Part of the attraction of ChoralArt’s annual “Christmas at the Cathedral” program is the deftness with which it balances freshness and predictability. You can count on certain touches – mainly, a format in which the choir opens and closes the concert in the aisles of the Cathedral of the Immaculate Conception, with an expansive setting of “Silent Night” as the finale, instrumental support from the Portland Brass Quintet, and a sing-along section – but the main works change with each installment.

This year’s presentation proved a pleasing mixture of antiquities, time-honored chestnuts and modern works by a Norwegian-born, American-trained composer, Ola Gjeilo, Americans Kevin Siegfried and Canadian Paul Halley.

The choir’s opening is always effective, particularly for listeners in the center pews, who are surrounded by choristers. Robert Russell, ChoralArt’s director, made the most of the antiphonal possibilities, starting “Mary Walks Amid the Thorn” with solo tenor Darrell Leighton singing the work’s chantlike passages, with a male ensemble responding with folk-tinged verses.

That work morphed into a very different sort of call-and-response piece, the African-American spiritual “Mary Had a Baby,” in which alto Aileen Andrews sang the suitably throaty main vocal line. And from there it was back to 16th-century Europe for a Latin setting, “Personet Hodie Voces Puerulae” (“Let Youthful Voices Resound, Praising Joyously”).

Actually, the altar itself was obscured by large white acoustical panels, meant to reflect the choir’s sound into the nave. The sound was focused and robust, so maybe the panels are worth the trade-off in visual beauty.

The modern works were varied in style, but accessible. The appeal of Gjeilo’s “Serenity” was its meditative choral writing, performed here with a lovely, silken blend, and a graceful solo horn line played by John Boden.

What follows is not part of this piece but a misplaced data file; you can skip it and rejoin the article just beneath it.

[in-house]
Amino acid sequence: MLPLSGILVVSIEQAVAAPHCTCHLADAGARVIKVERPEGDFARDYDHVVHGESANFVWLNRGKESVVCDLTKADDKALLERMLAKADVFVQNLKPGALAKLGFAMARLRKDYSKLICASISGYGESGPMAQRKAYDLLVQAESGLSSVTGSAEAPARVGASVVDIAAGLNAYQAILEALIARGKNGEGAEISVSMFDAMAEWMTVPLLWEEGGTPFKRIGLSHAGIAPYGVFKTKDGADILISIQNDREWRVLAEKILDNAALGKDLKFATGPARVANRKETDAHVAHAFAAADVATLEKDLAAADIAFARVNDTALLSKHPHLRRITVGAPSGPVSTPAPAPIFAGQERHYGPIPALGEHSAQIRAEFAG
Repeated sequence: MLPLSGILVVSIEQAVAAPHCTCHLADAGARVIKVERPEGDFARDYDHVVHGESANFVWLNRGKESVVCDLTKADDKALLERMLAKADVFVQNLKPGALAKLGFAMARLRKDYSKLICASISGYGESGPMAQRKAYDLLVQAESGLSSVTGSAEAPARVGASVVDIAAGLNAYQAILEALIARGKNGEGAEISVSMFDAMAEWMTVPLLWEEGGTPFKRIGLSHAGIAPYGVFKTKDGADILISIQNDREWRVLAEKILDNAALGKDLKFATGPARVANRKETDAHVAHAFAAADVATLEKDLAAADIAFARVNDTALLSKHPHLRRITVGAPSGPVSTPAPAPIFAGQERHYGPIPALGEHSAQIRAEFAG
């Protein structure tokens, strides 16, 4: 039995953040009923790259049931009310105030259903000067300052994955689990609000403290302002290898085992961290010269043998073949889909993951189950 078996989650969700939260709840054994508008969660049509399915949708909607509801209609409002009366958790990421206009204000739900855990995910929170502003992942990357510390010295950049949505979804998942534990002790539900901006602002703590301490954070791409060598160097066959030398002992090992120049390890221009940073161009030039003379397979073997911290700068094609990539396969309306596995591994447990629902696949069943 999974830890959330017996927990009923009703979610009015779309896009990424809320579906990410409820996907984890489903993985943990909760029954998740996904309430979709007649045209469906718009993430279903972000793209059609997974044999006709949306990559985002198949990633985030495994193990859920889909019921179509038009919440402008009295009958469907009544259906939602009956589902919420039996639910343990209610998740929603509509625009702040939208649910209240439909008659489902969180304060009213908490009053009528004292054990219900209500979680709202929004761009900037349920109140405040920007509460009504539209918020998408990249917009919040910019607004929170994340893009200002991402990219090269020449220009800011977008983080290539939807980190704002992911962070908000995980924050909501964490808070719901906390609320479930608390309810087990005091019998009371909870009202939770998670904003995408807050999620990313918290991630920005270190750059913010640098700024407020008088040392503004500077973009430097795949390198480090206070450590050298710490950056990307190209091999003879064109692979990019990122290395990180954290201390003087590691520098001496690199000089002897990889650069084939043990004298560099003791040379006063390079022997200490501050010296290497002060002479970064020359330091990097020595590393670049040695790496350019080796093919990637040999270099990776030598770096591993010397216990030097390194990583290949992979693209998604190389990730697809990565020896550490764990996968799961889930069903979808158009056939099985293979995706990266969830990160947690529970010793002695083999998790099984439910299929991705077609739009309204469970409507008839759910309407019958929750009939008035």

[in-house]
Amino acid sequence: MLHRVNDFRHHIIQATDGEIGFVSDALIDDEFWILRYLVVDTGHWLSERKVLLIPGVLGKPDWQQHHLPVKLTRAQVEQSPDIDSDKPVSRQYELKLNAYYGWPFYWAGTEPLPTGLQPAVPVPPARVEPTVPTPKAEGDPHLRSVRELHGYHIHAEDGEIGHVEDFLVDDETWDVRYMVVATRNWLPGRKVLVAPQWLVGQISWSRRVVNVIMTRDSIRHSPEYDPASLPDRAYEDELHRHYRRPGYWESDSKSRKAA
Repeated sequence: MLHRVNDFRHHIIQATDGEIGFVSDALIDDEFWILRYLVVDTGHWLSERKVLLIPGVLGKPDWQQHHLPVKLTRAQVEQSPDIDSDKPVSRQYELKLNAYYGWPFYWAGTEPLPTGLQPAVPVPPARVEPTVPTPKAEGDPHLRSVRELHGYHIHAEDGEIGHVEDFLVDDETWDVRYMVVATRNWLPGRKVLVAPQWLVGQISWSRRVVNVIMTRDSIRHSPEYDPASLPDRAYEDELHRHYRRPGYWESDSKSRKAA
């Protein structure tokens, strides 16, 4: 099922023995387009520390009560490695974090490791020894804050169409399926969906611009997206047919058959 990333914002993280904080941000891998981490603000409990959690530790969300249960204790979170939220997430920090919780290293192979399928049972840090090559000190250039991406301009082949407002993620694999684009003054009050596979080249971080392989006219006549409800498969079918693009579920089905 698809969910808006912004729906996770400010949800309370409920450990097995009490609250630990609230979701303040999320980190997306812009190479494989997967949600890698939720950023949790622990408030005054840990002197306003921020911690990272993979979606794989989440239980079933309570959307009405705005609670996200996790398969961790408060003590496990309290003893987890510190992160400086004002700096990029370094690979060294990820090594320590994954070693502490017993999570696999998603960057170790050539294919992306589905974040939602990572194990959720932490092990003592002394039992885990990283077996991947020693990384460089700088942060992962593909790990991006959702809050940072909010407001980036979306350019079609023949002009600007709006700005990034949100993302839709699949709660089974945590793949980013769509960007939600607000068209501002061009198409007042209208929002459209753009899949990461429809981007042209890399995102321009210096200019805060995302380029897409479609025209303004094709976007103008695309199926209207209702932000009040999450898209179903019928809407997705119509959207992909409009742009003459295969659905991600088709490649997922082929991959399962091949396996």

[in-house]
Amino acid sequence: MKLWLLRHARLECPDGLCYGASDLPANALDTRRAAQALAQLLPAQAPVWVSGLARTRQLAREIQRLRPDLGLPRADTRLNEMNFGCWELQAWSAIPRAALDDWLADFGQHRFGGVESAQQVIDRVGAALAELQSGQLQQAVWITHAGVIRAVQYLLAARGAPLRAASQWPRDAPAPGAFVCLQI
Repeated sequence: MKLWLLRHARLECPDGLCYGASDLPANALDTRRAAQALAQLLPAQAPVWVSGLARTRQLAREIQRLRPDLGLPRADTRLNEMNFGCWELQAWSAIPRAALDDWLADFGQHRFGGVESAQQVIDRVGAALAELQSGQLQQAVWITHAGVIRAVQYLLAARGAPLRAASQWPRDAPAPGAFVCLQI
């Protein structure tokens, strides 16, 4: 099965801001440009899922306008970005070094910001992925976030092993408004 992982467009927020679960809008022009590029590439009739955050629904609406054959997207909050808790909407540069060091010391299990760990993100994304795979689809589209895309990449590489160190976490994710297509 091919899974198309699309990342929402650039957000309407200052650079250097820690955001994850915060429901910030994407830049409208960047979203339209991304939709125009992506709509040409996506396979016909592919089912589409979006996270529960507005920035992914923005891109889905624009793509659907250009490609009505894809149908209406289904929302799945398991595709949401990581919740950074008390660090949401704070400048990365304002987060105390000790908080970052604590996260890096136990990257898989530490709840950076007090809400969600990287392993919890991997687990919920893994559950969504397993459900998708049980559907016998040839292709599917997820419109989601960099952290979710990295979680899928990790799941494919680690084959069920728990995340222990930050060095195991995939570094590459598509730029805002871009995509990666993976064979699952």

In Siegfried’s “Vidimus Stellam” (“We Have Seen the Star”), the choir gave an alluring account of the work’s shimmering, mysterious outer movements, and a suitably bright, celebratory reading of the central “Hodie Christus Natus Est” (“Today Christ is Born”).

Halley’s “The Rain is Over and Gone” is essentially a jazz-gospel piece for solo soprano, choir, piano and percussion. Molly Harmon, who is heard often as a soprano soloist, showed here that she is a powerful gospel singer as well.

Another tradition of these concerts is to intersperse instrumental interludes between sections of the program. Christopher Pelonzi, the cathedral’s organist, was heard to good effect in an improvisation on “What Child Is This?” and a version of the Toccata from Widor’s Organ Symphony No. 5, fleshed out with a choral line. And the Portland Brass Quintet offered entertaining performances of works by Gabrieli, Brahms and Bach, as well as Vince Guaraldi’s “Christmastime Is Here” and a zesty version of “Jingle Bells.”

Allan Kozinn is a former music critic for The New York Times who lives in Portland. He can be contacted at:

[email protected]

Twitter: kozinn

Correction: This review was updated at 1:31 p.m. on Dec. 8, 2017 to clarify that Paul Halley is a Canadian composer.